Thursday 26th of January 2006
I went to the bus station around 11am and spoke to one of the drivers. He walked me to the bus heading to the Ukraine and asked me whether I needed a VISA. Never was I so happy to see a battered bus take me out of this town. I purchased my ticket north to the Ukraine for 200,000 lei. The comapny was TASA Suceava. Remember you can not buy tickets from the sation, only from the bus driver. I was in the bus at noon, as I was sick of the town. I purchased breakfast (soup, bread) at a restuarant and got a few things like water for the bus journey. I had about 20,000 lei which I gave to a cripled young in his 20’s. looked like he was in a crash or something. His skull had been smashed and looked like some surgeon did do a great job in putting him abck together. Lots of beggars in town but not pushy.
I was happy to wait in the bus for an hour reading. i did not want to miss the bus. i just wanted to leave the town and was delighted to get going. there were about four other passengers. One thing is, the driver takes your passport for 20 minutes for some reason. I hate leaving it go, but he was a jolly, friendly guy. i got it back in one piece. Anyway, the need to leave town was of greater importance than my passport.
There were a few passengers picked up along the way. The Romania guards were cool. In all and this is no joke, I did not have to leave the bus to cross over. No bags were checked. No questions asked. A guard came, took everyones passport and asked me “How are you?” in a big smile as if he had been practising this line for weeks. I said I was good and asked him how he was. He was “good” too. The bus driver had given us immigration entry forms fot the Ukraine and had asked me if I needed a VISA. From last summer, I know we dont but immigraion is immigration. We got back our passports after 5 minutes. I had been stamped out. The bus driver gave all our passports to a female passenger to hand out. She gave a great show of it. Mr. Belrussia, Mr. Romania, Mr. Ireland!!!!”
We went about 2km to the ukraine side. Again, no hassles, no crowds. Just one guard came in and took the passports. One of the passengers asked the guard “You speak good English, yes” to a bemused border guard. Again, five minutes later, the passports came back but instead of stamping the passport, they stamped the exit part of the immigration card I filled up. I though this unusual, was worried and hoped I would not lose it before my exit.So I had company from the Ukraine border to the bus station in Chernivtsi. A guy in late 20’s came up from back of the bus to sit with me. We talked about everything and anything from Irish folk music to the forthcoming elections in the Ukraine. He has a LORD OF THE DANCE DVD with him…. We arrived about 3.00pm so its a pretty short hop from Romania proper. It was a busy bus station and I wasnt going to leave him go until I got a little tourist advice, but no worries as he wanted to be my guide for the evening. i had planned to stay here a night but because I was stuck in that blasted Suceava for 2 nights, I had to get a train north to L’viv (lviv) tonight.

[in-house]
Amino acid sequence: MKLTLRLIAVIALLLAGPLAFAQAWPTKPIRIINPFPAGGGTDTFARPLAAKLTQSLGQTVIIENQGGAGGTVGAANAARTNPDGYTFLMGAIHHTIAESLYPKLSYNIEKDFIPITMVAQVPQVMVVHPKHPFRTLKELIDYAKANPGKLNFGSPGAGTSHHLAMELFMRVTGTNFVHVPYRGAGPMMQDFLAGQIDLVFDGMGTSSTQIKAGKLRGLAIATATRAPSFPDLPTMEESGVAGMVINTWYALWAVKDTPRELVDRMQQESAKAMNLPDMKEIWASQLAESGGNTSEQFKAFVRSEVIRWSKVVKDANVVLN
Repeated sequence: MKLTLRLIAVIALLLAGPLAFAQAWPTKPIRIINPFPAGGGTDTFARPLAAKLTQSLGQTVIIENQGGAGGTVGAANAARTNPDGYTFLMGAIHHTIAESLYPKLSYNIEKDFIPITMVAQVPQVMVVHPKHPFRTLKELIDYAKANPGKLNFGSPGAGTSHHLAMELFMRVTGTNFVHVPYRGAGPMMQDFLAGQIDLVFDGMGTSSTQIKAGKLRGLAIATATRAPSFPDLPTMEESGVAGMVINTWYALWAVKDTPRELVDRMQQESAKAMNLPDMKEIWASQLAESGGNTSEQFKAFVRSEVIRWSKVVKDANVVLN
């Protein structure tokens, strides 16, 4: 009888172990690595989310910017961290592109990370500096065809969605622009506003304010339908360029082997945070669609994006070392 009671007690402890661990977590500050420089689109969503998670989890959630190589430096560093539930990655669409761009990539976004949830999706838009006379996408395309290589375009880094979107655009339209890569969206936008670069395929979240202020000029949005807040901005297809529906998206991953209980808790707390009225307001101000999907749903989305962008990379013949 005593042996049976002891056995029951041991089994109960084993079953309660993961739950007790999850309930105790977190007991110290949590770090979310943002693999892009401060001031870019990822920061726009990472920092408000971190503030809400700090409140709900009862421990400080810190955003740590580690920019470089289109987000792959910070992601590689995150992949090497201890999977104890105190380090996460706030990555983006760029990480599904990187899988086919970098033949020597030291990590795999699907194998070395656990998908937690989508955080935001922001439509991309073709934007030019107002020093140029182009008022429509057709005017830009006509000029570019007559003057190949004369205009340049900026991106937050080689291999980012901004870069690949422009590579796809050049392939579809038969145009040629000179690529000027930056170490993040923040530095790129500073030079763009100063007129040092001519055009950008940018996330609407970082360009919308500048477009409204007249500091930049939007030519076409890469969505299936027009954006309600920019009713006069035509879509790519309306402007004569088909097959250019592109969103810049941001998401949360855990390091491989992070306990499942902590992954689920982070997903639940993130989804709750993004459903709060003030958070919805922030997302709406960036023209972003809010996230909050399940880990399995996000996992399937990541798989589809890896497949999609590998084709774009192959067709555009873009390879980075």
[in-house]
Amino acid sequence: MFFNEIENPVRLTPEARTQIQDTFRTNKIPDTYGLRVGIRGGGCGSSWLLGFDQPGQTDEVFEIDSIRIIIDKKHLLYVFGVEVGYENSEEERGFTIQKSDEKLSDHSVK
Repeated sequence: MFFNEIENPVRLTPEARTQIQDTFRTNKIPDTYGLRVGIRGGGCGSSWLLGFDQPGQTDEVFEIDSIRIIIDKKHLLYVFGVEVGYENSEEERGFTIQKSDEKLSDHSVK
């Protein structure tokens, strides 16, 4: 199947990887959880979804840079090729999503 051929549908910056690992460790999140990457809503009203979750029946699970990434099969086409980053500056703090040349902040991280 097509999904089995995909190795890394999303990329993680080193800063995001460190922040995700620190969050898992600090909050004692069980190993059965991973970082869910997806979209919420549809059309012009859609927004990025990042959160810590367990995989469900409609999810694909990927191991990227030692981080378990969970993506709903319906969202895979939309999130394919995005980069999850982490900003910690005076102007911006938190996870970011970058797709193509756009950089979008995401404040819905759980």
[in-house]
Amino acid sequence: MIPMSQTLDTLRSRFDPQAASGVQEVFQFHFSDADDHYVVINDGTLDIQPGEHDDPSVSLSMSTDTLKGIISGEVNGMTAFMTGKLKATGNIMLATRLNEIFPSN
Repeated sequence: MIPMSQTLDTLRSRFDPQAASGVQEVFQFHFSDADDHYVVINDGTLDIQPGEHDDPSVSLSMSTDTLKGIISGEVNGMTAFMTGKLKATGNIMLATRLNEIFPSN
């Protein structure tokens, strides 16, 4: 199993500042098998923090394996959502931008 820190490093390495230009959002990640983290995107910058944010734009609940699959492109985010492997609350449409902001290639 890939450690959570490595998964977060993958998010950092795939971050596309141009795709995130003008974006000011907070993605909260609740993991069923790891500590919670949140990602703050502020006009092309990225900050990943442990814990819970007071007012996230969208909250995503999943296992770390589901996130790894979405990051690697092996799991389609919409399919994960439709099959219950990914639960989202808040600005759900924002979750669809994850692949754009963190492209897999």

The tram was just .50 downdown (the 293 tram). We were packed like sardines. We left our bags aat the station and he helped me buy a sleeper (2nd class) to Lviv. I think it was 15 hy. Very cheap.
We spend the next three hours exploring the city from the theatre to the university. At the university we had buns, sald and coffee. He had a Cd of Ukraiian folk music so he went into a shop to get me a copy. He also paid for tea in a restuarant with 20 hot dovuts each. No matter how much I protested that I wanted to pay, he was more adament that he pay. He was about the same age as me. He was leaning English from a 1985 Ukrainian un9versity book. I could not help but laugh.. They had case studies about African Americans going into American hotels and been refused service or a room. There were then questions about the case studies. The book was full of sterotypes and ant-American bias. He was a welder by trade and was happy to show me family photos and tell stories.
But christ, he would not let me put my hand in my pocket to pay for anything. Crazy. He had no access to phone or email, so we swapped addresses.
It was now 8.00pm and my train was 8.50pm. We had a beer at the station and said our goodbyes. He really helped me out here and made my visit to Chernivtsi a memorable one.
There was a guard/attendant at each carriage entrance. She checked my ticket and it was easy to find my bunk bed. There were 2 girls there in this 6 bed compartment. Its open to the corridor. its best to get one on the ground as the bags can go underneath (like a drawer) which can only open if you lift up your bunk. That means no one can steal your stuff unless they move you off the bed.
The two girls (who were visiting their grandmother in Chernivtsi) were from Lviv and were good craic. They spoke a little English and one of them (the uglier of the two 🙂 ) kept smiling and staring. I though she was a bit touched in te head. Anyway, they kept offering me sweets, oranges and so on.
In the 6 beds next to us were five Ukrainians who were drunk as lords. They were playing cards but also ahd two bottles of vodka. One of them kept chatting the girls up. He was in his 60’s but whenever he got the chance slapped one of the girls on the arse and was making (I imagine) a few lewd statements. They took it in their stride. They kept asking – “Do you know what he just said?” in a bewildered look. I dont know what they expected me to do about it… defend their honour !!!!
The attendant came by and you rent fresh white sheets for you duvet, bed and pillow for 3 hy. I had a little drink of vodka and had a peaceful night in which I slept pretty soundly.